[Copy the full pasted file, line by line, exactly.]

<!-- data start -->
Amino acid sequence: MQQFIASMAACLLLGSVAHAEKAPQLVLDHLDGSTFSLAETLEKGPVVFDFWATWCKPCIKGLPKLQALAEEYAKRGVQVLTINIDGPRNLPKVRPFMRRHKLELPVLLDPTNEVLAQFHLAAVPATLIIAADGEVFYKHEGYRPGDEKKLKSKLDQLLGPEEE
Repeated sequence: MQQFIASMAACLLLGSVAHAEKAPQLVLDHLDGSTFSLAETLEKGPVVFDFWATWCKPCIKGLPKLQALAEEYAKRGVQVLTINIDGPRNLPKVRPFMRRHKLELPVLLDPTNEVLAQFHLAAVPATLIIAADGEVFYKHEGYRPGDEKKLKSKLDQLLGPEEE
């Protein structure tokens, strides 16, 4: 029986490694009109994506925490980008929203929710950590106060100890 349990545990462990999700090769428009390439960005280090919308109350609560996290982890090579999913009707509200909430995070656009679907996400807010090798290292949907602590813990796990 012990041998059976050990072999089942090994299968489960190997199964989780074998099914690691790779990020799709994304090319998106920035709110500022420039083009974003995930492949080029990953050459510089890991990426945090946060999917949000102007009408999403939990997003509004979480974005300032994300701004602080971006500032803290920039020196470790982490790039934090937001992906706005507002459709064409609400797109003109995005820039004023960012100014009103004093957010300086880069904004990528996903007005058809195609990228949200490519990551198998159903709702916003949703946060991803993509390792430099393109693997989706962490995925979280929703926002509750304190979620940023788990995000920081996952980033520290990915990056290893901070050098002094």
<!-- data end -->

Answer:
Amino acid sequence: MQQFIASMAACLLLGSVAHAEKAPQLVLDHLDGSTFSLAETLEKGPVVFDFWATWCKPCIKGLPKLQALAEEYAKRGVQVLTINIDGPRNLPKVRPFMRRHKLELPVLLDPTNEVLAQFHLAAVPATLIIAADGEVFYKHEGYRPGDEKKLKSKLDQLLGPEEE
Repeated sequence: MQQFIASMAACLLLGSVAHAEKAPQLVLDHLDGSTFSLAETLEKGPVVFDFWATWCKPCIKGLPKLQALAEEYAKRGVQVLTINIDGPRNLPKVRPFMRRHKLELPVLLDPTNEVLAQFHLAAVPATLIIAADGEVFYKHEGYRPGDEKKLKSKLDQLLGPEEE
């Protein structure tokens, strides 16, 4: 029986490694009109994506925490980008929203929710950590106060100890 349990545990462990999700090769428009390439960005280090919308109350609560996290982890090579999913009707509200909430995070656009679907996400807010090798290292949907602590813990796990 012990041998059976050990072999089942090994299968489960190997199964989780074998099914690691790779990020799709994304090319998106920035709110500022420039083009974003995930492949080029990953050459510089890991990426945090946060999917949000102007009408999403939990997003509004979480974005300032994300701004602080971006500032803290920039020196470790982490790039934090937001992906706005507002459709064409609400797109003109995005820039004023960012100014009103004093957010300086880069904004990528996903007005058809195609990228949200490519990551198998159903709702916003949703946060991803993509390792430099393109693997989706962490995925979280929703926002509750304190979620940023788990995000920081996952980033520290990915990056290893901070050098002094």